I had an even better time at the Steampunk World’s Fair than I expected. I got to meet some amazing people, reconnect with old friends, and generally feel like I wasn’t just wasting my time all those years ago when I was editing SteamPunk Magazine. Because steampunk actually has a fairly strong and growing contingent who views the whole thing as more than just an excuse to dress up funny. Plus, we all got to dress up funny.
While I enjoyed What Time Is It Mr. Fox and Frenchie & The Punk (both exampled below), I think the show was really stolen by Emperor Norton’s Stationary Marching Band, not the least because two of my friends are in it. I’ll have videos of them online in the next day or so, with any luck. I’ve never really been able to give a good example of what I think steampunk music should be, (Sorry, Abney Park, I like some of your music but it doesn’t scream steampunk to me.) but now I do. And I should have realized it earlier: crazy marching bands acting like a bunch of punks while playing acoustic instruments, getting enough of them together to really be raucous.
And of course there was a labor rally run by a steampunk Emma Goldman, counter-protested by some rich gentlemen.
There were discussions on intersectionality and steampunk, cultural appropriation, race, gender, class, and all sorts of things that really do need to be taken seriously.
But I was most impressed by the people. I’m too used to being around cynical, grumpy anarchists these days and it was refreshing to meet earnest, engaged, political people who weren’t embarrassed to put skeletal steampunk ravens on their shoulders and talk one day about how to make cheap stuff look cool and then, the next, why we need to fight.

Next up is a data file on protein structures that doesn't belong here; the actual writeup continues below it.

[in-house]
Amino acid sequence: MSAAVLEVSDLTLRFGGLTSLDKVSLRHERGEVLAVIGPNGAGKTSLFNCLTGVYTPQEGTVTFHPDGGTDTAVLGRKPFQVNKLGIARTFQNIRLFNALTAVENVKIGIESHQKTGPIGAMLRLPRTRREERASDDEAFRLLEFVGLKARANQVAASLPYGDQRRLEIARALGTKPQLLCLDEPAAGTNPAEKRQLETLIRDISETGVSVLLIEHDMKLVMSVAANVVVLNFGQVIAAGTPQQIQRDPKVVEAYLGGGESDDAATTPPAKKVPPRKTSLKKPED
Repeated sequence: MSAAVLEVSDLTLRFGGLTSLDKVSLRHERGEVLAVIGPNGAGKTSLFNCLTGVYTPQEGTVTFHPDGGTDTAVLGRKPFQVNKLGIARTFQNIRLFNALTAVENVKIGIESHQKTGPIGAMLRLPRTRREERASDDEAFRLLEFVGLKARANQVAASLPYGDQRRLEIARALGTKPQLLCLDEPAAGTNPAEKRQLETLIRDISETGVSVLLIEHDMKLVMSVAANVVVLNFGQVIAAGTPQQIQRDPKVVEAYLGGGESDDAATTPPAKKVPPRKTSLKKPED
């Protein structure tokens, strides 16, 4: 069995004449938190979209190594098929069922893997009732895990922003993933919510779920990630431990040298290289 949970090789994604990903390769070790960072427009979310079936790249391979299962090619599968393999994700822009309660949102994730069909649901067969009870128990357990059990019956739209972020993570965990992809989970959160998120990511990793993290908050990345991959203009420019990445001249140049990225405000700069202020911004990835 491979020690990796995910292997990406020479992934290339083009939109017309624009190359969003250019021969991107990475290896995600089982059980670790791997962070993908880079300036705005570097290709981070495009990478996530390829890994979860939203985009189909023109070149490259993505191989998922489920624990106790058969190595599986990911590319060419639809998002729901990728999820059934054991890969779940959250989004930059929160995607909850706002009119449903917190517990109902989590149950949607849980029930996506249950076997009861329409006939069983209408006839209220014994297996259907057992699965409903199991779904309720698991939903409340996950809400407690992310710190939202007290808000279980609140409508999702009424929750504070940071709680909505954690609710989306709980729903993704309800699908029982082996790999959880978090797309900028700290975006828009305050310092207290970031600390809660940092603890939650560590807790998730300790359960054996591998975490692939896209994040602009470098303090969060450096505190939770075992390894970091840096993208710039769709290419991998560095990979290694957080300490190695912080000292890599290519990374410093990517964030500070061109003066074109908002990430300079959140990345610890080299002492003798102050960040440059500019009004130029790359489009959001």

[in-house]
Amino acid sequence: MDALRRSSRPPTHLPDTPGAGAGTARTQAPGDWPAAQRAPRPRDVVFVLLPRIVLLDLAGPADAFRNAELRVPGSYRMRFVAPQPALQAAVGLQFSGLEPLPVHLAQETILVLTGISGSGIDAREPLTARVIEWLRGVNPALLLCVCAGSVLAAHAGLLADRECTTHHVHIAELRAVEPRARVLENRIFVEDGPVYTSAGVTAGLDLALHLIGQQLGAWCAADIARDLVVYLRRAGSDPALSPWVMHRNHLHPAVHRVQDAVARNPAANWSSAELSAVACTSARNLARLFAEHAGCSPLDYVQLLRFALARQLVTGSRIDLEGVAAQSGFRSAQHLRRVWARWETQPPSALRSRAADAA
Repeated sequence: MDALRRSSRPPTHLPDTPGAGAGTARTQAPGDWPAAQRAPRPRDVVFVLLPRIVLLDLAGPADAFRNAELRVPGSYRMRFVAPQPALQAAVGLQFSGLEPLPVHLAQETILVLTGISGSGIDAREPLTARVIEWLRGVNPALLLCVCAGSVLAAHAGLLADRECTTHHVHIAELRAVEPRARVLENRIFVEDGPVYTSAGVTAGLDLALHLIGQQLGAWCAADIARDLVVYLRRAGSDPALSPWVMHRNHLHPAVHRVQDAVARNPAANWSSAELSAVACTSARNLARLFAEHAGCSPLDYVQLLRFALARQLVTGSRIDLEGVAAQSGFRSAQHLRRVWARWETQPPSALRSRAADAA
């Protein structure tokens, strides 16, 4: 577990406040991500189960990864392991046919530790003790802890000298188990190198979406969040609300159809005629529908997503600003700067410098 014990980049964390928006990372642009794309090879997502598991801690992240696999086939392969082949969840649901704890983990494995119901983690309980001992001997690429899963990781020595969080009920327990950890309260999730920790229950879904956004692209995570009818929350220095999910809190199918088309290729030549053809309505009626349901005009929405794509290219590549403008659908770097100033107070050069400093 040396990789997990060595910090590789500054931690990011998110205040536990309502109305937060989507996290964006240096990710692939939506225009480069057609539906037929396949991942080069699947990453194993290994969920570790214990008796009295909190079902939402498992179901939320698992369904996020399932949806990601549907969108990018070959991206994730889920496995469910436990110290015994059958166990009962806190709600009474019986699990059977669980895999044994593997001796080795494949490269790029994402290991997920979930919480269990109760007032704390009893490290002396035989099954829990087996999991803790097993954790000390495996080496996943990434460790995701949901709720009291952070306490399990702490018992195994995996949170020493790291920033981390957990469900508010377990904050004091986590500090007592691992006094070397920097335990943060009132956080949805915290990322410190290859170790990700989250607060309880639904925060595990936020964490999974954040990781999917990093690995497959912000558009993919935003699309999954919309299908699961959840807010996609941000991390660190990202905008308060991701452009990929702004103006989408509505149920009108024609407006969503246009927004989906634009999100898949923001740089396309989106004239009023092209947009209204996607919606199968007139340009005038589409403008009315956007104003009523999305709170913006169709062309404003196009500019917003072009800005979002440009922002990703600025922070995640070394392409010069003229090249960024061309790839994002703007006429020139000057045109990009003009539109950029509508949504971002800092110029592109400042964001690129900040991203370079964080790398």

10 thoughts on “2011 Steampunk World’s Fair”
It was cool to meet you and learn about your writing + stuff. Good luck in the future. I’ll have a detailed photo post up soon and may contact you later for a micro interview for my other site (grasping@creativity) if that’s cool with you. Cheers. ENSMB rules.
It was great meeting you in person! Loved the panel discussion, and I’m taking your book on the plane with me next week.
This makes me so very, very happy.
Magpie, so lovely to see the experience and hear about it being not just about dressing in fun clothes. Seems like a really good crowd. Still sad to have missed you at Maker Faire, but looking forward to sharing our experiences.
Okay, so which one is the steampunk Emma Goldman?!
Purple and brown hair, bright red lipstick, clip-on glasses. About in the middle. If you put your mouse over the photos, a tooltip pops up with the captions.
My roommates and Ben and I checked out these pics this morning and they made us very happy. Particularly the vaguely sinister-looking well-dressed/moustachio’d counter-protesters. (the blond one is a super dreamboat tho, what the eff). Oh and the stationary marching band, the skeletal raven, steampunk emma goldman, the dollar-staple guy, the costumes in general, it’s all just really amazing. Thanks a bunch for taking and posting these. See ya this weekend
It’s good to see they man who taught introduced me to the word permaculture involved with steampunk again. Because my version of steampunk is all about permaculture.
I agree that Emperor Norton’s Stationary Marching Band is the closest thing around to an inherently steampunk musical style. I’ve been thinking a lot about what music from within a steampunk reality might sound like, and hope to bring something to the table someday!
Your account of the Steampunk Worlds Faire makes me want to blow my carbon footprint and fly out next year. We just had Southern California’s first steampunk convention and while it was fun, it was very much a “fan convention.” I knew that’s what it was shaping up to be which is part of why I dropped out of it as an organizer. It can be very lonely being an openly activist lifestyle steampunk in San Diego. On the bright side its an awesome place to grow food.